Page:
- Cost/benefit analysis: MBAs and economists favor this approach to value, particularly when evaluating alternatives. The most valuable option will be the one with the most benefits per unit of cost. Sounds sophisticated and scientific, but benefits (as well as costs) can be highly subjective and emotional. Name brands use this subjectivity to their advantage. Branded products or services almost always cost more than generics, while offering virtually the same features. But when it comes to choosing a bottle of ketchup or aspirin, the thought that Heinz or Bayer was what “Mom always used” trumps the just-as-good generic every time.
- External reference: Sometimes we decide what is valuable based on what others think, do, and spend. When we are teenagers, this shows up as “peer pressure” and is, unfortunately, very powerful. The problem is, however, not all of us grow out of this way of thinking. In its adult form, this is referred to as “keeping up with the Joneses.” Either way we are looking outside ourselves for our measures of value.
- Internal reference or self-esteem: When we truly appreciate ourselves, in the sense of knowing ourselves and how we choose to live our lives, the question of monetary value becomes simple. We don’t need accounting or economics courses to know if the price is right, and we certainly don’t need advertisers or trend-setters to tell us what to buy, and for how much. We define value as whatever best honors us and sustains us. Our use of money – what we buy, save, or give – is not a source of shame or indecision, but a form of personal expression.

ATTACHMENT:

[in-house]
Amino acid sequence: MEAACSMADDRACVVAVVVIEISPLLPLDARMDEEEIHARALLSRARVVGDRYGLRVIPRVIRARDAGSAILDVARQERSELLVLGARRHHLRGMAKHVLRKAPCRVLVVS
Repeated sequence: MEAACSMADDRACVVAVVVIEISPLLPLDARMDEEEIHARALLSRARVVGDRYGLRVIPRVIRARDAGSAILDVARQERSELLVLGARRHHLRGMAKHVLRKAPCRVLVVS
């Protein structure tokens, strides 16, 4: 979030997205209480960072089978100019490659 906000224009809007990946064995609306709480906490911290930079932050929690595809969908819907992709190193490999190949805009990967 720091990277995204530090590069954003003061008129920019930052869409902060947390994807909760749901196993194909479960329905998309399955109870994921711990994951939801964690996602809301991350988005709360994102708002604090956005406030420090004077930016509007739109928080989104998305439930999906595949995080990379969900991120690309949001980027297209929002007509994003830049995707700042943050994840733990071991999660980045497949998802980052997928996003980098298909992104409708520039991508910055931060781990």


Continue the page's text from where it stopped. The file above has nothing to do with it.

At Directions, we believe self-knowledge is the first, and perhaps most powerful, lesson of personal finance. This knowledge will not, of course, eliminate those occasions when we must tell ourselves “it’s too expensive” or “I can’t afford it.” But this self-talk is no longer about denial, but affirmation that we are making a choice that honors what is most important to us.
Articles in Money
- Are Men the Real Winners with the Rise of Female Breadwinners? (article, 09-04-2012)
- Wage gap still there, unless you are a house-sitter (article, 26-03-2012)
- Oproep Kroes verzandt in gedateerd gesprek bij Pauw&Witteman (video, 15-03-2012)
- Emotion Analytics: The Missing Ingredient in Risk Management (article, 13-02-2012)
- Mine's Bigger than Yours: Challenges of Being a Female Breadwinner (article, 05-12-2011)
- 10 Things Baby Boomers Won't Tell you (article, 21-11-2011)